Foundation Funds Academic Field Trip to Bramlette STEAM Academy

Bramlette STEAM Academy Fifth Graders Visit Sky Ranch with Funding from the Longview ISD Foundation, Inc.
Kay Ray, Longview ISD Executive Director, interviewed the students to learn about their learning experience.
Fifth graders at Bramlette STEAM Academy traveled to Van, Texas, on February 21-22 for an overnight academic field trip through funding from the Longview ISD Foundation’s John W. Harrison, Jr. Academic Field Trip.  Fifth grade teachers Anibal Colon, Rosemary Taylor, and Tashebra Walker, and Nikita Mumphrey, principal, received $7,000 from the Foundation for their grant titled “Sky Ranch:  An Educational Camping Experience.”
On a mission to enhance their classroom science instruction, students boarded buses at 7:30 AM for a quick trip to Sky Ranch.  Upon arrival, they settled into their cabins and then gathered as a group to begin their learning experiences.
After organizing themselves into three groups, students followed their guides through three learning zones over the two-day camping experience. 
In one of the zones, the students enjoyed outdoor play on trampolines and in gaga pits.  Students also played volleyball, dodge ball, and basketball. 
In another zone, students experienced zip lining, flying to and from four treetop towers.  Zip lining was certainly a new experience for almost all the students. 
Students Fatima Najera, Myanjel Cooper, and Camdyn Fortman explained the science instruction students received from their guides. 
Armed with his journal for notetaking, Camdyn enjoyed being out in the woods as he learned about animals, their eating habits, and their natural habitats. He said, “I learned about biotic and abiotic factors that make up the ecosystem.  Biotic are living things, such as plants, animals, and bacteria.  Abiotic are non-living, such as water, soil, and the atmosphere.”  He also learned about the rock cycle and how rain and ice cause rocks to split.   All three students said they learned how friction caused from water, wind, and ice causes rocks to break down.  They also learned about the types of rocks:  sedimentary, igneous, and metamorphic. They also learned about petrification, the process that exposure to minerals over a long time causes organic matter to turn into a stony substance.
Camdyn also enjoyed the animal zone where he saw and touched a chinchilla, sugar gliders, a corn snake, and the fastest species of tortoise.  While some students were reluctant to pet some of the animals, Myanjel Cooper said she petted everything. Camdyn pointed out that the chinchilla has so many layers of fur that rain does not penetrate them.  He also saw a blue tongue skink that lives in Australia.  Myanjel added that the skink has a blue tongue that serves as a defense mechanism.  The tongue is not poisonous, but it scares predators.  She also enjoyed seeing a hissing cockroach and a scorpion and learned how the scorpion glows in the dark in the desert.  Fatima Najera admitted she really was not an outdoor person, but she did enjoy all the zones and really learned about the rock cycle and the skulls of different animals.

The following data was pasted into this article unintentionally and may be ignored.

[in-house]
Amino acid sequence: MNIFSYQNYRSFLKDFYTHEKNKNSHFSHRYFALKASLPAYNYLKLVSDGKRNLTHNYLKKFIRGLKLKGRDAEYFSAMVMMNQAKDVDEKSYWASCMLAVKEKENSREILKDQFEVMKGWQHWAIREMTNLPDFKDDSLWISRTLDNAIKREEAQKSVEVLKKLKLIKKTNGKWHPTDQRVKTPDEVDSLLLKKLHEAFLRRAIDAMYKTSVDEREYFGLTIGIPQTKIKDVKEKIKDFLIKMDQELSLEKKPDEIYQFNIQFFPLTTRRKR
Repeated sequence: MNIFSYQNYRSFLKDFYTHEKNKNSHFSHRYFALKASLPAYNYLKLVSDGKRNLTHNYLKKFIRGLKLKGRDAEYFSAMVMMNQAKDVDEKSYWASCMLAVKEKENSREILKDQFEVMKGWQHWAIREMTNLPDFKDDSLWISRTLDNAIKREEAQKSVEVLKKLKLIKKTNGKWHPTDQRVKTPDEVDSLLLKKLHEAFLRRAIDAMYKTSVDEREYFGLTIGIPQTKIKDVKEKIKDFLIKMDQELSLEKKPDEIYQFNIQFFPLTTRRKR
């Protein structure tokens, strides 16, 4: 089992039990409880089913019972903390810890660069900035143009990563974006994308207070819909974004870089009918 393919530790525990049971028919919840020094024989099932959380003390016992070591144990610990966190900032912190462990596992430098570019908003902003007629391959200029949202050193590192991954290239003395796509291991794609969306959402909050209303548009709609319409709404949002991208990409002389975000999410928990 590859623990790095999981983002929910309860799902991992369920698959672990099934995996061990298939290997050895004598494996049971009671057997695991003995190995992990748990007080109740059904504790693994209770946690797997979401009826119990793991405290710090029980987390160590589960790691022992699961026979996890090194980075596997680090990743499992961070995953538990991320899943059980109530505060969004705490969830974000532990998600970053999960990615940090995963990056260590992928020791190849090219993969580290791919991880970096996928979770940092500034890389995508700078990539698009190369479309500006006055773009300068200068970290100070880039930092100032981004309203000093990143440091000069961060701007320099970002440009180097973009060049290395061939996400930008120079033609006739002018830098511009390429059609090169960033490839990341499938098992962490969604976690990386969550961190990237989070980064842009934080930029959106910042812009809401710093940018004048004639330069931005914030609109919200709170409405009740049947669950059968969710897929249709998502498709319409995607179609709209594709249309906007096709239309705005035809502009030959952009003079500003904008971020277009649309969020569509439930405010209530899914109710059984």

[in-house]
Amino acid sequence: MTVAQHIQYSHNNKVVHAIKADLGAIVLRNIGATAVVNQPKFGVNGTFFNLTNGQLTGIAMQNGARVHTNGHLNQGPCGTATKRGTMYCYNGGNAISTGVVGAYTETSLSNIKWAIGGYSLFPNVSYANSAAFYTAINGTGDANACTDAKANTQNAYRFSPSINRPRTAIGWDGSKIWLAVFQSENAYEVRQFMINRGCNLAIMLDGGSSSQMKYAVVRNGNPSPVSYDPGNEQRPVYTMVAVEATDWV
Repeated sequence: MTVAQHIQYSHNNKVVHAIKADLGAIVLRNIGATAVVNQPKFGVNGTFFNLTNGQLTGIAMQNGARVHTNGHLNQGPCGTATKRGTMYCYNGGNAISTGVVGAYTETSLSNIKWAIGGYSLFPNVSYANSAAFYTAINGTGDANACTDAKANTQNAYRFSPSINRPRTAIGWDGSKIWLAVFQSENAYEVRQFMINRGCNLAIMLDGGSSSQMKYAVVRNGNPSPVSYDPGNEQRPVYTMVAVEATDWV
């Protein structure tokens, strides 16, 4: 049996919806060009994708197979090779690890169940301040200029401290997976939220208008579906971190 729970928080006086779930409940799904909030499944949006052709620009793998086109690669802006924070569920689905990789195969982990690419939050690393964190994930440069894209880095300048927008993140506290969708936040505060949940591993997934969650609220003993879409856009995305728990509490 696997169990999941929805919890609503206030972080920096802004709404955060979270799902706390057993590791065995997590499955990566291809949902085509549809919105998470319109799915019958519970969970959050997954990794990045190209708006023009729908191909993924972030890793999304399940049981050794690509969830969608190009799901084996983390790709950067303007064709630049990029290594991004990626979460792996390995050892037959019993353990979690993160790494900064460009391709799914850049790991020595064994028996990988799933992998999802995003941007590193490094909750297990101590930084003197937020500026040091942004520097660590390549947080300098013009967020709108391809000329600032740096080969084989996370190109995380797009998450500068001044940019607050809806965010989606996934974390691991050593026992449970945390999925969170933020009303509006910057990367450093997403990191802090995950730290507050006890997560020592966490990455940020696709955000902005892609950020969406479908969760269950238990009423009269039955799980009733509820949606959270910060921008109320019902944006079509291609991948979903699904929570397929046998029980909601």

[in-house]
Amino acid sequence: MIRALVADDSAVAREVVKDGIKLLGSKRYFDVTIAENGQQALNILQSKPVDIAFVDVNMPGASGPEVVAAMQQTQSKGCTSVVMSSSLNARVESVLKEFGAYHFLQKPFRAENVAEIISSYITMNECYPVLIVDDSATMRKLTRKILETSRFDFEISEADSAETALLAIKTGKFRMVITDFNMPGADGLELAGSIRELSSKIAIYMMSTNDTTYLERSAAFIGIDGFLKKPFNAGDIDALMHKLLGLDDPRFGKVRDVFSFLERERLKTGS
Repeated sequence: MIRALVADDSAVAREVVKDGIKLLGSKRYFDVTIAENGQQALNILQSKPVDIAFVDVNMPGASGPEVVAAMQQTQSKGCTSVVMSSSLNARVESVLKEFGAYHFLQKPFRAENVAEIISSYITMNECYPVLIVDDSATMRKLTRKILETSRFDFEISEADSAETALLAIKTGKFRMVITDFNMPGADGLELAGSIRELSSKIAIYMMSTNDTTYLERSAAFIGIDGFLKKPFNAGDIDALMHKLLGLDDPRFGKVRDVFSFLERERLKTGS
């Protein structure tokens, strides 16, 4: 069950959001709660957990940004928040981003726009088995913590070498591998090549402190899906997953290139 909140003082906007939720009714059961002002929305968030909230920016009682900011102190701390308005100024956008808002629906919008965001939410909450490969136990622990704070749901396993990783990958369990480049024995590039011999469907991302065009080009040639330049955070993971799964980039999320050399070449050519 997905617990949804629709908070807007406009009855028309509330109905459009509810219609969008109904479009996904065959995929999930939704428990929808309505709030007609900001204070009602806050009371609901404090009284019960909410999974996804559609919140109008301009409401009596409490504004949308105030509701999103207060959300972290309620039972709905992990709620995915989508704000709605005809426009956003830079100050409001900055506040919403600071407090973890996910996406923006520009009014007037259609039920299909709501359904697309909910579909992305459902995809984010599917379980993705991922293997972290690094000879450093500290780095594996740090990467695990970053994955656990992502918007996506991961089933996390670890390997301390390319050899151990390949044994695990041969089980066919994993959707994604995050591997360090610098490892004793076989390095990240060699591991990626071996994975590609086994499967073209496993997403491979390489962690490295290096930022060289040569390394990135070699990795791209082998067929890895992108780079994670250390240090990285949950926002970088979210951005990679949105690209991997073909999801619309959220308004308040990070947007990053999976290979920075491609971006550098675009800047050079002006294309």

Myanjel said students learned how they can help preserve the environment by refusing to litter and limiting their use of plastic and recyling it.  Camdyn learned how plastic ultimately travels to the oceans and endangers the marine life.

Camdyn especially enjoyed the zone where students made rockets from paper and duct tape and launched them.  Some rockets exploded immediately while others traveled medium and long ranges as judged by the guides.  Camdyn’s rocket lofted and traveled a few feet; Myanjel’s exploded immediately; Fatima’s traveled far.  Students learned about the physics behind launching a rocket, especially air pressure as measured by pounds per square inch.
All three students agreed that they really enjoyed the Monday night’s camp dinner of pot roast, mashed potatoes, carrots, rolls, cake, apple pie, and peach cobbler.  On Tuesday morning, they feasted on bacon, eggs, yogurt, and fruit before starting their day of learning.  After lunch on Tuesday, the fifth graders headed home, full of science knowledge.

Mr. Colon said that he was proud of the students’ behavior at the camp.  In fact, he said that one of the ranch’s cafeteria employees said the Bramlette fifth graders were one of the best classes he had seen this year.

The Longview ISD Foundation is proud to have raised the funds required for this field trip and appreciates those in the Longview community who support the Foundation so that learning experiences like a trip to Sky Ranch become a reality for students.